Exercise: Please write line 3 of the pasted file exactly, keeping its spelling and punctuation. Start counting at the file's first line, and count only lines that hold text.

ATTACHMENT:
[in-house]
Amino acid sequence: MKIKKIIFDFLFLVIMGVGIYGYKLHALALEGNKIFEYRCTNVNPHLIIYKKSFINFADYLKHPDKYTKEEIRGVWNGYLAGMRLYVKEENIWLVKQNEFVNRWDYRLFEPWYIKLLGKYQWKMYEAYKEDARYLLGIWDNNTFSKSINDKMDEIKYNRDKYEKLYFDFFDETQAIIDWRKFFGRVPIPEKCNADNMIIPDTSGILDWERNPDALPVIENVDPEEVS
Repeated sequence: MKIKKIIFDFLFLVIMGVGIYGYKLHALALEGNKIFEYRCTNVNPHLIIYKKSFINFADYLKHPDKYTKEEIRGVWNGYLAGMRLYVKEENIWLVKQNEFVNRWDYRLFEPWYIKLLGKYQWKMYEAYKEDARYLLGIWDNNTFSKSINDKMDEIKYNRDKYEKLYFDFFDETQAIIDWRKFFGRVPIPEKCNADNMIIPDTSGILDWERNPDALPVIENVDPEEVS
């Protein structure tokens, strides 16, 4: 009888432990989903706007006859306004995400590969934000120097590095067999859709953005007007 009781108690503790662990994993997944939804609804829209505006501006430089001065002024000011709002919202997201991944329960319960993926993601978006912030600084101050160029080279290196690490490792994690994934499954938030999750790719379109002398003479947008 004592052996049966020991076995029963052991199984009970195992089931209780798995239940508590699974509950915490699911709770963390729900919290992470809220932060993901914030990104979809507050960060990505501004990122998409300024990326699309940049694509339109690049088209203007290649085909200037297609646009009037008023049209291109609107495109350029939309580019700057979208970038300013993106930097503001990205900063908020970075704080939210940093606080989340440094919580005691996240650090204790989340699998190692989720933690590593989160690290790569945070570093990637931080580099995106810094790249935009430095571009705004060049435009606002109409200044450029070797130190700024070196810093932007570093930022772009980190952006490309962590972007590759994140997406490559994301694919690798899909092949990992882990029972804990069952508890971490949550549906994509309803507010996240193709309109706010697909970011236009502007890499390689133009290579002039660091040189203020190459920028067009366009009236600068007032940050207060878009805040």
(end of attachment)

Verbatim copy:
Repeated sequence: MKIKKIIFDFLFLVIMGVGIYGYKLHALALEGNKIFEYRCTNVNPHLIIYKKSFINFADYLKHPDKYTKEEIRGVWNGYLAGMRLYVKEENIWLVKQNEFVNRWDYRLFEPWYIKLLGKYQWKMYEAYKEDARYLLGIWDNNTFSKSINDKMDEIKYNRDKYEKLYFDFFDETQAIIDWRKFFGRVPIPEKCNADNMIIPDTSGILDWERNPDALPVIENVDPEEVS